Dairy-beef animals are a hot commodity right now. Many dairy farmers want to make them to take advantage of better market prices and right-size replacement numbers, and the beef industry can use them to offset this year’s roughly one million head reduction in the national beef herd. It is a prime opportunity for dairy farmers to provide a valuable co-product while generating additional income.

Over three million dairy-beef calves are expected to hit the ground next year, said Margaret Quaassdorff, a dairy management specialist with Cornell Cooperative Extension. If dairy farmers continue to make a high-quality product, the current high beef prices can be sustained for those animals and in the future even if the native beef herd numbers bounce back, she continued during a “Cornell Cow Convos” podcast episode.

Dairy-beef meat has been shown to perform better than straight dairy meat in taste tests because it marbles well, which also raises the value and quality of the carcass, Quaassdorff said. It oxidizes less in grocery store cases, making it attractive to consumers and therefore the stores. Further, the dairy industry produces calves year-round and excels at traceability. “That’s something the native beef industry has some strength in, but they can make some improvements in,” continued Quaassdorff. All of these aspects create value opportunities for dairy producers.

Taking advantage of those opportunities requires attention to a few areas, discussed Quaassdorff and fellow Cornell Cooperative Extension dairy management specialist Betsy Hicks:

  • Calf care — A survey they did of New York farmers found that most farms implemented calf care practices such as colostrum, navel care, and vaccines to calves including dairy-beef animals. This is critical especially for calves travelling at a young age, Quaassdorff reminded.
  • Sire selection — Farmers and bull studs have learned a lot about what kind of beef traits are desirable in these animals. Attention to ribeye shape, frame size, growth, and feed efficiency leads to a more valuable end product. “We’re creating a better calf because we’re selecting better sires,” said Hicks. Quaassdorff reminded that it is a good idea to still keep in mind traits like gestation length and calving ease.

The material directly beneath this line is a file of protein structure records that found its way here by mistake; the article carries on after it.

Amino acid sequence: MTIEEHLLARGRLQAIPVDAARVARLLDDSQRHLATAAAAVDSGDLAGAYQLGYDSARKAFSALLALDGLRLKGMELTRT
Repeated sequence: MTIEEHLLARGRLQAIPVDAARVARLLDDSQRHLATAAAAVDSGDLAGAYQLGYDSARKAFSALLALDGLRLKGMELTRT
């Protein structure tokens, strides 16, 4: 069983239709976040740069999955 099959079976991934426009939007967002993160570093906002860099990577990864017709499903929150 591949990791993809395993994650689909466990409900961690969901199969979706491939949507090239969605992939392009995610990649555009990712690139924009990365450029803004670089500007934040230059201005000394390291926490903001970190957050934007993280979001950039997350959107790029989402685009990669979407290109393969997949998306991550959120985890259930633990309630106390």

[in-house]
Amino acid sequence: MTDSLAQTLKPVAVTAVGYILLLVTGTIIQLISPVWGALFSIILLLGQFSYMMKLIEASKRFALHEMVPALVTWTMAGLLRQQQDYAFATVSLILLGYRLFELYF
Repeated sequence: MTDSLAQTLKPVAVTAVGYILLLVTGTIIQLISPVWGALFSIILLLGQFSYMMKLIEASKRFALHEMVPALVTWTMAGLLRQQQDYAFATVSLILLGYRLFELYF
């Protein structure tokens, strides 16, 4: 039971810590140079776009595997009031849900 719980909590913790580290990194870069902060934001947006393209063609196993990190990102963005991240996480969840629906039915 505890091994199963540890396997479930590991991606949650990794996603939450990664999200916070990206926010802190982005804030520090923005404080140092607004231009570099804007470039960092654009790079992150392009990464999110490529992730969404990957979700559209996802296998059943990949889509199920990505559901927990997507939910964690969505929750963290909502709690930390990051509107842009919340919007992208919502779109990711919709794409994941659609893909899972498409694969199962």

• Have a plan — Whether you want to prepare for expansion or just maintain your current size, be sure to recognize your true replacement needs far enough in advance to create them. You can’t wait to change up your beef strategy until you need heifers, Quaassdorff said.
  • Know your market — How are you going to sell these calves? “Typically, you get more bang for your buck if you have a buyer,” Quaassdorff noted when comparing a contract to sending calves through a sale barn. This is especially true if you have a Jersey herd, she emphasized. If you are raising crossbreds on the farm, develop a ration that works and is not cost prohibitive. Hicks added that if you are keeping them to finishing, make sure butcher spots are available. “It’s not as easy as the milk truck showing up every day,” she said.

Beef-on-dairy breeding is still developing and changing, but it has made significant strides in the last decade to become a valuable part of many dairy farms. “We have an opportunity to produce an even more efficient beef animal,” summarized Hicks. Doing it well benefits both sides of the cattle industry as well as beef consumers.

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(c) Hoard's Dairyman Intel 2023
December 25, 2023
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